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At stake for Pakistan is, initially, control of Afghanistan's vast mineral riches and unfettered trade access to Central Asia. The latter is now limited because Pakistan thwarts reciprocal Afghan trade to India, fearing that Indian goods will move north and compete favorably with their own.
In the longer term, the arrogant Pakistani generals, whose country never won a war, seem to believe that their Taliban proxies will spread their empire across Central Asia, even deep into Russia itself. There have been enough middling attempts by Pakistanis to destabilize countries, from Afghanistan's northern neighbors to even Mongolia, to make this theory at least plausible and Pakistan's 1980s dictator, General Zia-ul-Haq, longed openly for a borderless, non-Arab, Islamist empire stretching from Pakistan to Turkey.
But armed servants often become the masters. The elite Janissaries of Ottoman Turkey grew sufficiently powerful to choose the sultan. So, too, with Rome's Praetorian Guard. If history is a guide, the Pakistani scheme may lead to radical, Islamist forces battering at the gates of Kazakhstan, China's Sinkiang, India and elsewhere, and in full or partial control of Pakistan's nuclear arsenal.
Moreover, the hoary tale of how Afghans never suffer an occupation for long is a falsehood. The Alexandrine Greek occupation lasted hundreds of years, chiefly because the Hellenes intermarried with local leaders and their people. Later, the brutal White Huns occupied it for centuries, as did the gentle, trade-minded Kushans before them. The great Pushtoon poet, Khushal Khan Khattack, wrote bitterly of how the Pushtoon tribes betrayed one another and gave up their freedom, bought into the service of Aurangzeb and his 17th-century Moghul empire based in Delhi.
We Westerners always think that we are the star of the movie and ignore the experiences of others — Afghans can and have been divided and conquered for centuries at a time. Yes, the British and the Soviets failed and the American invasion may fail too, but that does not mean that the Pakistanis may not succeed, at least for long enough to create a vast, radical and perhaps very dangerous empire grown beyond their control, with America as its major enemy and target.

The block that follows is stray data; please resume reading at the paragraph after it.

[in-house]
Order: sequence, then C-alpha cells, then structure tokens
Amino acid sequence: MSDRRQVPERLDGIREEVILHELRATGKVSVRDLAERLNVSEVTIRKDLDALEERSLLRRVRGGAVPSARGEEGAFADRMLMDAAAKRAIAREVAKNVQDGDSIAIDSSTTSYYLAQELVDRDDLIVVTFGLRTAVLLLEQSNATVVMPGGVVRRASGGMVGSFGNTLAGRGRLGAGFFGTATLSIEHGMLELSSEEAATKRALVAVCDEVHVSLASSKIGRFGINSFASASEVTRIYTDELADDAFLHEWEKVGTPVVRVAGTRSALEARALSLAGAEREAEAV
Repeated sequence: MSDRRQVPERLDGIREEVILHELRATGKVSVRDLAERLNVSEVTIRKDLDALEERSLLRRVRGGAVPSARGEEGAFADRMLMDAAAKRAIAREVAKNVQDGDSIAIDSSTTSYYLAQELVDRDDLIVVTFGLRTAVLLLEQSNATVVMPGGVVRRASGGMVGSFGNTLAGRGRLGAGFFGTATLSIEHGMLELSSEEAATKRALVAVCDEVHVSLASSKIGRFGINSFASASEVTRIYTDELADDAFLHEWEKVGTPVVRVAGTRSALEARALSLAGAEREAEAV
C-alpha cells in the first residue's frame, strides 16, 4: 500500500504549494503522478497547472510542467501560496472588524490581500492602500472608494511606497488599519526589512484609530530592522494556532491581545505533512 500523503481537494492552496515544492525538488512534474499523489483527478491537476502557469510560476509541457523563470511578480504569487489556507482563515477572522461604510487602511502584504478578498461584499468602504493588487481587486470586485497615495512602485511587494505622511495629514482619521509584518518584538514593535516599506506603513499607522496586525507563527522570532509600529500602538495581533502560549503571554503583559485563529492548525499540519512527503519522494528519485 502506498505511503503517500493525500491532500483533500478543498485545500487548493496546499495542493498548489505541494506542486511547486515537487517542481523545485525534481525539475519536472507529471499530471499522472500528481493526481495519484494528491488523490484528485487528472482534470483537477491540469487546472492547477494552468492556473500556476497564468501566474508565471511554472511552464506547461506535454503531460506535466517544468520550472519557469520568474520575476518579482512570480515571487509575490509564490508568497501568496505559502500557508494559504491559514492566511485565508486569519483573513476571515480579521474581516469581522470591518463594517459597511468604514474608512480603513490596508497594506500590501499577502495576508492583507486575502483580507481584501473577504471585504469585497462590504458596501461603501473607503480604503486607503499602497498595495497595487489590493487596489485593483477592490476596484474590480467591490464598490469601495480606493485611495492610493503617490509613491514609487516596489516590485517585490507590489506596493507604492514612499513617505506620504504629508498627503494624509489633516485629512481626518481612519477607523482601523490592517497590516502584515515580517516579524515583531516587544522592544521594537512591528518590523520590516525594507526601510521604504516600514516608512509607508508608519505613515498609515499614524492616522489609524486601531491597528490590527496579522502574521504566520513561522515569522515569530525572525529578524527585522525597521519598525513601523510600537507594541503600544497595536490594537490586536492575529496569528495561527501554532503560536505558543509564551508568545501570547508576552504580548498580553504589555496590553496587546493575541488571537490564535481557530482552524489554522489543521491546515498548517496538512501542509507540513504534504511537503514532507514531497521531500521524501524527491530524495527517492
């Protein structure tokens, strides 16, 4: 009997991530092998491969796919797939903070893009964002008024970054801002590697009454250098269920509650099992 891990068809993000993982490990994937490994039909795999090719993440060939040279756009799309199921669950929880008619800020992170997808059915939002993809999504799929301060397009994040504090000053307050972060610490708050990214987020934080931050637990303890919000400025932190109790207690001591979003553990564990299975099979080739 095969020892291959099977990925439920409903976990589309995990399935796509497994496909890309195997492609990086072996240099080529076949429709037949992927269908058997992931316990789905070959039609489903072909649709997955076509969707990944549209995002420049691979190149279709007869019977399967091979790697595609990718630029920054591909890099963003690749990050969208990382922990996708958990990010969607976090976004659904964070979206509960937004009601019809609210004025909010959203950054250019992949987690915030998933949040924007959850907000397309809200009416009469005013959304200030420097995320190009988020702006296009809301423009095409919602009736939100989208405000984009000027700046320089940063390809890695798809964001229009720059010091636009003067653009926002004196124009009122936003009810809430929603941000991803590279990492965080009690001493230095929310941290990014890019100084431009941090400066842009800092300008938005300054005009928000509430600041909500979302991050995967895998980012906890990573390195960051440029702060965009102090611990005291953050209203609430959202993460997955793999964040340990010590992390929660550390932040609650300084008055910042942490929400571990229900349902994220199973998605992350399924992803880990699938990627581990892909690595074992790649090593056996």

If America withdraws now, from Afghanistan and the region, has it clipped the wrong wire? Has it permitted a large, hostile and perhaps nuclear-armed enemy to form without addressing why radical Islamists are hostile to America in the first place?
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It may make more sense for America to first solve the underlying problems. Then, while a vast Islamist empire may be unpleasant for its subjects, it would have no more reason to attack America than to attack Switzerland.
The objections are simple and even the Islamists state them with candor.
America has propped up the ghastly regime of Egypt's Hosni Mubarrak for 30 years, and his domestic enemies are less the radical Muslim Brotherhood than the Egyptian middle classes who long for democracy and reform. The Muslim Brotherhood tries to capitalize on public resentment and the Egyptian government hypes the Islamist threat to keep the US tax dollars flowing. America so meddles and pays around the world.
The ultimately self-destructive unfairness of Israeli governments, in what looks to much of the world suspiciously like the slow-motion, under-the-radar, ethnic cleansing of Palestinians, has made America a target that US generals recognize even in public. Whether Jew or Gentile, many Americans now openly question the wisdom of American Government support for this process, or if that overstates it, the reluctant or begrudging acquiescence of the US Establishment out of fear of domestic political retribution.
Stop these and America moves out of the cross-hairs of Islamist radicals that it increasingly lacks the popular support, political fortitude, skill and definitely the cash to overcome. Apply the principle consistently and globally, and America may become as rich and safe as Switzerland.
The debate is already underway. Next, the domestic political ramifications of going broke, inflation, joblessness, closing schools, laying off teachers, shutting public parks and so on may tip the balance and set America back on the path that its first president intended.
But America must clip the right wire first and stop meddling.
July 1, 2010